Exploration of methodological, empirical and theoretical issues in areas of cognitive neuroscience.
Students will gain knowledge that will help prepare them for future challenges in the workforce associated with career positions in brain sciences, psychology, health sciences, and science communication. It will also develop understanding related to technological innovations aimed toward the improvement of health (in particular, brain health), brain function, diseases of the brain and central nervous system, and effective regulation of cognitive and perceptual processes. Critical thinking skills, used and developed within the context of the interpretation of methods and findings of experiments, will facilitate similar development of skills relevant to numerous career paths including those directly relevant to Cognitive Neuroscience, and those in a range of other disciplines which require effective communication, critical thinking, and self-motivation.
About this paper
|Cognitive Neuroscience Seminar
|Semester 2 (On campus)
|Domestic Tuition Fees ( NZD )
|International Tuition Fees
|Tuition Fees for international students are elsewhere on this website.
- PSYC 471
Entry into Psychology 400-level normally requires a major in Psychology, a B+ average or higher in Psychology 300-level papers, and a pass in PSYC 311 Quantitative Methods. We highly recommend that students have completed PSYC 310. Students from other universities must show evidence of an equivalent level of competence.
For Neuroscience students, the prerequisites are met by completion of the requirements for a BSc in Neuroscience with an average grade of at least B+ in 300-level Neuroscience papers.
Professor Liz Franz - email@example.com
- More information link
- Teaching staff
- Paper Structure
The paper consists of seminars/debates/discussions based on selected papers in the Cognitive Neuroscience literature from top international journals. Seminars will be led either by Professor Franz or by students, and debates and discussions will involve small groups in class.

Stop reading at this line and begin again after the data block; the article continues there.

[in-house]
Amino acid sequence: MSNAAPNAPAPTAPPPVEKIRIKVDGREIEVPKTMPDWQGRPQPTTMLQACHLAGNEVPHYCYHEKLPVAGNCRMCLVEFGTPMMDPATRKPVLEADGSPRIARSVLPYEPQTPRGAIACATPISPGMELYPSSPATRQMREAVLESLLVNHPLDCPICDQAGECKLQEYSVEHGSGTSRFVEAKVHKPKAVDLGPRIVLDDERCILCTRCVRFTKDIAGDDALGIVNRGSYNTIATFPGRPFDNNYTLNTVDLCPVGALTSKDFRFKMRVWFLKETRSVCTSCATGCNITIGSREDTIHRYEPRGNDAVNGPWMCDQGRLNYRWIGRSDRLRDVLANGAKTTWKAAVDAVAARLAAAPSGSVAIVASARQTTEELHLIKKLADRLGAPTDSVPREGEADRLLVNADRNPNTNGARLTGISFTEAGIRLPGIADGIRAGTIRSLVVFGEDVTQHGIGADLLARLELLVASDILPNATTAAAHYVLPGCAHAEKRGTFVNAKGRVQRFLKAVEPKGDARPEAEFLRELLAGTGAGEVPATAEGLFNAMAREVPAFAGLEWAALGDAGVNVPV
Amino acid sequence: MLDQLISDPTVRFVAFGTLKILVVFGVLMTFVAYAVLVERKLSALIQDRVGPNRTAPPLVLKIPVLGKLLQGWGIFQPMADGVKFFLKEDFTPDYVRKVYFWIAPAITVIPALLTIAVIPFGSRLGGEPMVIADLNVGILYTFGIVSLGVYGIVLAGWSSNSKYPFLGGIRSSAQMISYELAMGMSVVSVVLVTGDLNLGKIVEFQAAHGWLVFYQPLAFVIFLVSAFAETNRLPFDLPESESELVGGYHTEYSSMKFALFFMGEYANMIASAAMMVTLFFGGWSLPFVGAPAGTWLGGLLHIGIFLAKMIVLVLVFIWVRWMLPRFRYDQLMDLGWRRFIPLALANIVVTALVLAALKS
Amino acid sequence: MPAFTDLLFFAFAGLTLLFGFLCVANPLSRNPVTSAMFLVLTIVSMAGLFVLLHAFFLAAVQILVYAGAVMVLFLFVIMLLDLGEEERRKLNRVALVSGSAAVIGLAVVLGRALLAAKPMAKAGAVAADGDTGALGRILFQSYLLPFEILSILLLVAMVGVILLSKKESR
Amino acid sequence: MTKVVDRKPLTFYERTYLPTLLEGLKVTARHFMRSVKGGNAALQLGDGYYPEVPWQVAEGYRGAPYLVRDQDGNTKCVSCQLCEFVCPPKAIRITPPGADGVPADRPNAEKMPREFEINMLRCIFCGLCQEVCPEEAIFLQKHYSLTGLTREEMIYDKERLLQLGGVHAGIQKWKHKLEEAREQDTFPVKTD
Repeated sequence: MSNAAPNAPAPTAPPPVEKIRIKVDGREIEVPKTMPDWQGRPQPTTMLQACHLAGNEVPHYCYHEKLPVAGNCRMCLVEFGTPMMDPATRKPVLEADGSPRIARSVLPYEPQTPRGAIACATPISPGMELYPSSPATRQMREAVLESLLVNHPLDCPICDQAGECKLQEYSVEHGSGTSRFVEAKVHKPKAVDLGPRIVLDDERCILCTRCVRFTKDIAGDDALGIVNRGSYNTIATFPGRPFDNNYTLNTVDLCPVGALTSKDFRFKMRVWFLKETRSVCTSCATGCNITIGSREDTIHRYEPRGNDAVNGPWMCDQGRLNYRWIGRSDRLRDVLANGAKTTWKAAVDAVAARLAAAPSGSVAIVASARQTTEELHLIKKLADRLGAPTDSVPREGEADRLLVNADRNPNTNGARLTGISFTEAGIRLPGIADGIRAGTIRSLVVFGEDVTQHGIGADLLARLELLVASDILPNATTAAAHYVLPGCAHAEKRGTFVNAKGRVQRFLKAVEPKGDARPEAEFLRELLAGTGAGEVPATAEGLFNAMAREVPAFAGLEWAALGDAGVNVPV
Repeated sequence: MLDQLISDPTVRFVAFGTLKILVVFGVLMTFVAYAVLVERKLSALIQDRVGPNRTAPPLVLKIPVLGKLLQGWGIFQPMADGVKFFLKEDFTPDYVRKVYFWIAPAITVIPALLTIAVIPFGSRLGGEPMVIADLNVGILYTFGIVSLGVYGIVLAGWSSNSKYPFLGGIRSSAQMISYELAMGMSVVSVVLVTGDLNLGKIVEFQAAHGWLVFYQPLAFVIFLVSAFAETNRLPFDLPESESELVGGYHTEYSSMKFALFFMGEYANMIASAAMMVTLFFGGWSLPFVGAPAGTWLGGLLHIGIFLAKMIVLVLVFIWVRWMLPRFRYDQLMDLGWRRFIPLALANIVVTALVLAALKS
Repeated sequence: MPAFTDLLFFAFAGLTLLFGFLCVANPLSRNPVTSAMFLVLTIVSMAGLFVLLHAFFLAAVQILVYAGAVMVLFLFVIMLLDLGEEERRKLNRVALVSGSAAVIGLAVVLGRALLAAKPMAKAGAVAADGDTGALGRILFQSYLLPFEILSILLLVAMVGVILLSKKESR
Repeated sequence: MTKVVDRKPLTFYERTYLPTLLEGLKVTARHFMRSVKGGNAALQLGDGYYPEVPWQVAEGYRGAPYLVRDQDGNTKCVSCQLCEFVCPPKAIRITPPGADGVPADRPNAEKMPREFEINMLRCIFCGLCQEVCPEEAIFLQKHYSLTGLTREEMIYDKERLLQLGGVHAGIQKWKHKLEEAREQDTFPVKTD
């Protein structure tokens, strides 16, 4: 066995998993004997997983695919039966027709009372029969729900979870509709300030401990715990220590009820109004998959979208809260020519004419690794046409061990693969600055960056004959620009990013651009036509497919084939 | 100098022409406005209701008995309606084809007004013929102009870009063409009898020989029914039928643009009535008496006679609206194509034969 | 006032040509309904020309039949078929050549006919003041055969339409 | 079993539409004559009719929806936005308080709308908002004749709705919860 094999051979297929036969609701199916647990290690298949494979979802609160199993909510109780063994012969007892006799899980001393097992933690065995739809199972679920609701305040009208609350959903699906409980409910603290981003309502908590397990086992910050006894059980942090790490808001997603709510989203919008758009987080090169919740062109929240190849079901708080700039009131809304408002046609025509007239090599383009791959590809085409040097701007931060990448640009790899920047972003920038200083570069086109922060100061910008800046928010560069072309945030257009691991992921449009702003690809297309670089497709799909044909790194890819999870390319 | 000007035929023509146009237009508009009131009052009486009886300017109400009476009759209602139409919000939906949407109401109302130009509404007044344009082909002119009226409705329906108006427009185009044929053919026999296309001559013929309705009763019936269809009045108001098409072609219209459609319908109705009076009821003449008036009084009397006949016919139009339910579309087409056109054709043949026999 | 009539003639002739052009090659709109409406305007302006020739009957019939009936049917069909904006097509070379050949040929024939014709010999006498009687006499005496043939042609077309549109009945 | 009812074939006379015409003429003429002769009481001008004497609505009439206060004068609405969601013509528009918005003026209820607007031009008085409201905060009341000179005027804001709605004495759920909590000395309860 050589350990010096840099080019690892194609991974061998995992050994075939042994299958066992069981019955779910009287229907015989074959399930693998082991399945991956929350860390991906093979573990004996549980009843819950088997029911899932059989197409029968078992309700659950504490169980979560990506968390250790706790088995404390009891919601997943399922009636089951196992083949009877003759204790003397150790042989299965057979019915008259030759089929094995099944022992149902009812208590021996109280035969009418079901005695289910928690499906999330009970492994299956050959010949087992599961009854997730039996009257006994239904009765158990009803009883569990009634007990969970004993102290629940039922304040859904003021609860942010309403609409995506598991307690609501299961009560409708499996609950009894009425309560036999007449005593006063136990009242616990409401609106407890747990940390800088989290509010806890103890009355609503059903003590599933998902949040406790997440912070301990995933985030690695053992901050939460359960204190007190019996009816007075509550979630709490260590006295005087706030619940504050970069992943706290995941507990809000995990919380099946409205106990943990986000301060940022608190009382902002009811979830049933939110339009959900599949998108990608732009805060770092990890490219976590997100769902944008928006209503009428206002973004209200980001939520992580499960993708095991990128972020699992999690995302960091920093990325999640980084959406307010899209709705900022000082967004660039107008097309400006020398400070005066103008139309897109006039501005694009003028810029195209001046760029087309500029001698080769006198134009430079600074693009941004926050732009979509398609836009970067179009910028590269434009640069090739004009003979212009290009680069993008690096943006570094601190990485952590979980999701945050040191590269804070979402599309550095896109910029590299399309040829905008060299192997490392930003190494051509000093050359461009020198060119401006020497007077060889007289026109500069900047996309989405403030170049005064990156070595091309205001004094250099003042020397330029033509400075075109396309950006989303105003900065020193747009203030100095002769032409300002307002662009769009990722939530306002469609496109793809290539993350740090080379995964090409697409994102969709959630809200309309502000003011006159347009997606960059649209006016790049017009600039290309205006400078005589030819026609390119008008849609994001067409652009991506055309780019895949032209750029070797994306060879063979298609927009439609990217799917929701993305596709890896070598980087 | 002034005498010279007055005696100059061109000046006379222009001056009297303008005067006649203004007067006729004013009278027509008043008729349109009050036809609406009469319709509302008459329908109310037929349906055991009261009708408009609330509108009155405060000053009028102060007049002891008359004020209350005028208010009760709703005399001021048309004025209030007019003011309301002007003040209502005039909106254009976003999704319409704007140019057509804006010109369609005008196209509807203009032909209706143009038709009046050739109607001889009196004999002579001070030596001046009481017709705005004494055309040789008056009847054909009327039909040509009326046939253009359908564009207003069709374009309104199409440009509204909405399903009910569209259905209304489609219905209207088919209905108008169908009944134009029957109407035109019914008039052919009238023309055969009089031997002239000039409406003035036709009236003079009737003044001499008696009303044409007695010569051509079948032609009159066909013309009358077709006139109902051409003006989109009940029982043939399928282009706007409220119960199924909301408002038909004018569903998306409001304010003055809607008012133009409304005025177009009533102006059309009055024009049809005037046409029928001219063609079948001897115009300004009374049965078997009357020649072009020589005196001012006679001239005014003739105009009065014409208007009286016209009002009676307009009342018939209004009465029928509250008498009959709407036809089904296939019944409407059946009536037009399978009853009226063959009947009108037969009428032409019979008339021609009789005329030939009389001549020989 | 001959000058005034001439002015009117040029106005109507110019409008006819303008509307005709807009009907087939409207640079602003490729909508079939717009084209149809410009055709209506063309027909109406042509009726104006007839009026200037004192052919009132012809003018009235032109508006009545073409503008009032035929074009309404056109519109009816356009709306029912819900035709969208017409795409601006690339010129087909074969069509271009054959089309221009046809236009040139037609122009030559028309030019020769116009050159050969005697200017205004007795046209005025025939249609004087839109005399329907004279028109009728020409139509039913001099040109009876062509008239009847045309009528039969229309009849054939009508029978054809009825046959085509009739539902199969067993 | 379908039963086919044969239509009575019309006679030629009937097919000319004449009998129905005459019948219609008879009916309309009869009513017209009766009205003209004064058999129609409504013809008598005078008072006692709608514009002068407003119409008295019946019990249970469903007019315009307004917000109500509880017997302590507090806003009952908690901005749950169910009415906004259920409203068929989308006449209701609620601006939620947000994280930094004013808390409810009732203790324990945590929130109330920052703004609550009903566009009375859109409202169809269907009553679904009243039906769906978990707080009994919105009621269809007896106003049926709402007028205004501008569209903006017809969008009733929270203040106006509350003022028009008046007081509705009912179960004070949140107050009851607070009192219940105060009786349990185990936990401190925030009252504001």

Students will select papers following guidelines that those papers must fit. Specifically, selected papers for seminar presentations must consist of experimental studies with human participants and be from top international journals (usually) published during the last 5 years (but there can be exceptions if earlier papers are highly relevant to the topic being discussed). Topics will include key areas of cognitive neuroscience, but with particular focus on the methods, research design, interpretation, and development of future experiments and ideas for research.
Some research papers will be provided by the Lecturer (over internet or Blackboard), and Students will select additional papers following guidelines supplied (ie, recent publications, particular method: ERP, fMRI, single unit, etc). Those guidelines will be provided on the syllabus at the start of the course.
- Teaching Arrangements
Professor Liz Franz is the lecturer for the course and will lead and/or facilitate discussions, provide information relevant to the methods used in the research covered, and will guide students to facilitate understanding of materials/methods/findings covered in the course.
There are no required textbooks. Students will be supplied with the readings by the Lecturer via internet and/or Blackboard. Students will also be required to find their own research articles for some sessions and will also find articles for internal assessments (class presentations and written essays).
- Graduate Attributes Emphasised
- Interdisciplinary perspective, Lifelong learning, Scholarship, Communication, Critical thinking, Ethics, Self-motivation.
View more information about Otago's graduate attributes.
- Learning Outcomes
There are likely to be numerous learning outcomes, but most relevant are to: Demonstrate in-depth understanding of the central concepts, theories, and current areas of Cognitive Neuroscience through the study of examples of research from a range of topics covered in the field.